Orange seeds will not cause any problem, but in rare cases, large seeds might choke you. Therefore, go for navel oranges as they are seedless and easy to peel.
3. Are halos safe to eat?
Halos are California-grown mandarins. They are grown in rich, fertile soil, and are sweet and delicious. They are safe to eat unless you consume more than four a day.
4. Are cuties good for you?
Cuties are another type of California-grown mandarins that are seedless. They are bright, sweet, and have superior flavor. They are good to eat in moderation, and are rich in vitamins, minerals, fiber, and antioxidants.
5. What do orange cravings mean during pregnancy?
Shamayeva opines, “An orange craving doesn’t prove, one way or another, that something is wrong, your vitamin levels are imbalanced, you’re having a girl, or anything else you might have heard. However, check in with your healthcare team if you’re concerned or if the craving is paired with symptoms you’re not sure about.”
6. Is orange anti-inflammatory?
Yes, oranges have been found to possess anti-inflammatory properties. However, more research needs to be conducted to ascertain long-term effects (19).
7. Can too much orange juice harm an unborn baby?
Too much orange juice may increase your total sugar intake. A single serving (6 ounces) of fruit juice (100%) contains about 15 to 30 grams of sugar which means 60 to 120 calories. The high sugar and low fiber in juice may result in spikes in blood sugar and increased appetite resulting in weight gain. This is especially concerning if you already have gestational diabetes. Excessive weight gain and uncontrolled diabetes may be harmful to the unborn baby (20) (21) (22).
Consuming oranges as a part of your prenatal nutrition plan can impart various health benefits such as the baby’s brain development, increased immunity, and improved digestion. But anything taken in excess can be harmful. Therefore you need to consume only the recommended number of oranges during pregnancy to avoid any adverse reactions. Two oranges a day could provide you with all the nutrients and benefits you require, but consult your OB/GYN to check its safety and follow the necessary precautionary tips for a healthy and safe pregnancy.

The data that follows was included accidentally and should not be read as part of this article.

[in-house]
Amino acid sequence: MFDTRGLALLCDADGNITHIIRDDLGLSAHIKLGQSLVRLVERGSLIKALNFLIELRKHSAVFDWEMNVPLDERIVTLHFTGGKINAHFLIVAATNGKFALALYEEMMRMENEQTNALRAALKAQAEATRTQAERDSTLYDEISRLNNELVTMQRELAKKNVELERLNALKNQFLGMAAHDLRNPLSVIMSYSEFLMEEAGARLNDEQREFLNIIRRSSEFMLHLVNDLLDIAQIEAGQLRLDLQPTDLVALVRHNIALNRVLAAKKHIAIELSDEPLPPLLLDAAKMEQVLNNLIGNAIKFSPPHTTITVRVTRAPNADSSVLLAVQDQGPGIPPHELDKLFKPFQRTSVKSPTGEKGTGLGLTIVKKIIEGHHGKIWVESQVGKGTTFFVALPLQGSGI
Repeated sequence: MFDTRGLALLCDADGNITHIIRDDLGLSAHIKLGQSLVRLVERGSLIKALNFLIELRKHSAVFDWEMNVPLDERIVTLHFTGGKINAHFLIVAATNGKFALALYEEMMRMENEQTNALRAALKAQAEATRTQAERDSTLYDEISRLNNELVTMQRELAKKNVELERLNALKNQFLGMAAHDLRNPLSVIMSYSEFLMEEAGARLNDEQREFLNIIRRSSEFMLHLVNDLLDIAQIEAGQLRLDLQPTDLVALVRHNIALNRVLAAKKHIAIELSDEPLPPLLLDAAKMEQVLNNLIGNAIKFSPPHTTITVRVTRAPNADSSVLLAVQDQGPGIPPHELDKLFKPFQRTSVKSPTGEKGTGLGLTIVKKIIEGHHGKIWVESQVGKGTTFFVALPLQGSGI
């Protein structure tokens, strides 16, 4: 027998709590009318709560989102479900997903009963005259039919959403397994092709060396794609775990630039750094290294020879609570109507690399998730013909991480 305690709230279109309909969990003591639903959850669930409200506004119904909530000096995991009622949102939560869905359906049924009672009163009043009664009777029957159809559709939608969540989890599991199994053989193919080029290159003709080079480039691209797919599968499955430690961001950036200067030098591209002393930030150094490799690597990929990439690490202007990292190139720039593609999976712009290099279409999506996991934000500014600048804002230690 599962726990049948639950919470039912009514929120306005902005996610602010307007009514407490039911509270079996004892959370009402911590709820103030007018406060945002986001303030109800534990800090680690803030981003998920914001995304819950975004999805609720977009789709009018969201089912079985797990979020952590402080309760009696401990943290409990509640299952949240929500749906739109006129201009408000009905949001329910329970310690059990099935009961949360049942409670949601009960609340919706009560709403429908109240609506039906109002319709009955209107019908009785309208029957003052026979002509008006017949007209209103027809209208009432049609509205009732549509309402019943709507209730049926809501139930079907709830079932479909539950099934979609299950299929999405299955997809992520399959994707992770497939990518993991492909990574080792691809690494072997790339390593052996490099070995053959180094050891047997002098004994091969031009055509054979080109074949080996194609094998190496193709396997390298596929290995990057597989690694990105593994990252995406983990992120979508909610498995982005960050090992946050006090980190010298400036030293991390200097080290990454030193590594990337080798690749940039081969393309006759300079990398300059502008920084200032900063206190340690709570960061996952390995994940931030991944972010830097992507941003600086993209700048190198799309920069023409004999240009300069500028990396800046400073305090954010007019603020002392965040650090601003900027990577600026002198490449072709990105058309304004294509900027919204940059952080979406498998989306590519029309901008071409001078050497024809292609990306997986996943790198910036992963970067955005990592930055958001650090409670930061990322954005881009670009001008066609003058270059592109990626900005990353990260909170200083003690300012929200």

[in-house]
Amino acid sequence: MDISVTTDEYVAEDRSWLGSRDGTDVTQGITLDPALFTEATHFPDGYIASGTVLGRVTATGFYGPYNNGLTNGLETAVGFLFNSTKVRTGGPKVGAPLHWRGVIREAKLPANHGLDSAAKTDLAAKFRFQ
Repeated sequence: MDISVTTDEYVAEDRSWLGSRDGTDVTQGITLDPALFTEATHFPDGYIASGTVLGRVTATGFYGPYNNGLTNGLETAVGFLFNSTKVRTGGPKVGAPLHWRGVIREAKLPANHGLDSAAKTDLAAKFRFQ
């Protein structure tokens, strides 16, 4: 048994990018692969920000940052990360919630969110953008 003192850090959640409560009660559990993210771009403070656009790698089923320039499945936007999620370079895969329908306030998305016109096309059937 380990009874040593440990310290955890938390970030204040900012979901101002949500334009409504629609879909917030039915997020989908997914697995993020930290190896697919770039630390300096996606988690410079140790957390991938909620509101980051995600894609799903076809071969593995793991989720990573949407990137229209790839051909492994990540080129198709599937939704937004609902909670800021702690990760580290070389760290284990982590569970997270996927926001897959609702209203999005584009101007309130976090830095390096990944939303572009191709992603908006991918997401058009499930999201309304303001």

Infographic: Health Benefits Of Oranges During Pregnancy
Oranges are a common winter-favorite fruit and a rich source of vitamin C, so they benefit pregnant women. In the following infographic, we have highlighted a few benefits of consuming oranges during pregnancy. If you like it, save and share it with people who will benefit from the information.
- Oranges are safe to consume in pregnancy when eaten in moderation.
- Oranges help expectant mothers by strengthening their immune systems, lowering blood pressure, and preventing constipation.
- Oranges are rich in folate, which enhances the development of the fetal brain.
- Oranges can be included in a pregnancy diet by consuming them as juice, popsicles, or salads.
- Excessive consumption of oranges can lead to stomach cramps, diarrhea, and a sore throat.
- Folic acid for a healthy baby.
- Eating, diet and nutrition for constipation.
- Healthy hydration combines fluids and and water-packed foods.
- Kidney stones-self care.
- Andrew L Thorne-Lyman and Wafaie W Fawzi; (2012); Vitamin A and carotenoids during pregnancy and maternal, neonatal and infant health outcomes: a systematic review and meta-analysis.
- Jae-Hee Park et al.; (2014); Antioxidant activity of orange flesh and peel extracted with various solvents.
- Muscle cramps.
- Morning sickness: 10 foods that fight nausea during pregnancy.
- Nausea and Vomiting During Pregnancy.
- The pregnancy food guide.
- Nausea and Vomiting During Pregnancy.
- Getting the Most Out of Your Glass of Orange Juice.
- Ayman M. Mahmoud et al; (2019); Beneficial Effects of Citrus Flavonoids on Cardiovascular and Metabolic Health.
- Are oranges good for your teeth?
- Anna Maria Siega-Riz et al.; (2003); Vitamin C intake and the risk of preterm delivery.
- Survival of Listeria monocytogenes in fruit juices during refrigerated and temperature-abusive storage.
- Kelly Copeland Cara et al.; (2022); Effects of 100% Orange Juice on Markers of Inflammation and Oxidation in Healthy and At-Risk Adult Populations: A Scoping Review, Systematic Review, and Meta-analysis.
- Gestational Diabetes Diet.
- Fruit vs. Fruit Juice: What’s the Difference?
- Pregnancy and birth: Weight gain in pregnancy.
- Are Oranges Good for You — or the Planet?
- Y Miyake, et al.; (2010); Consumption of vegetables, fruit, and antioxidants during pregnancy and wheeze and eczema in infants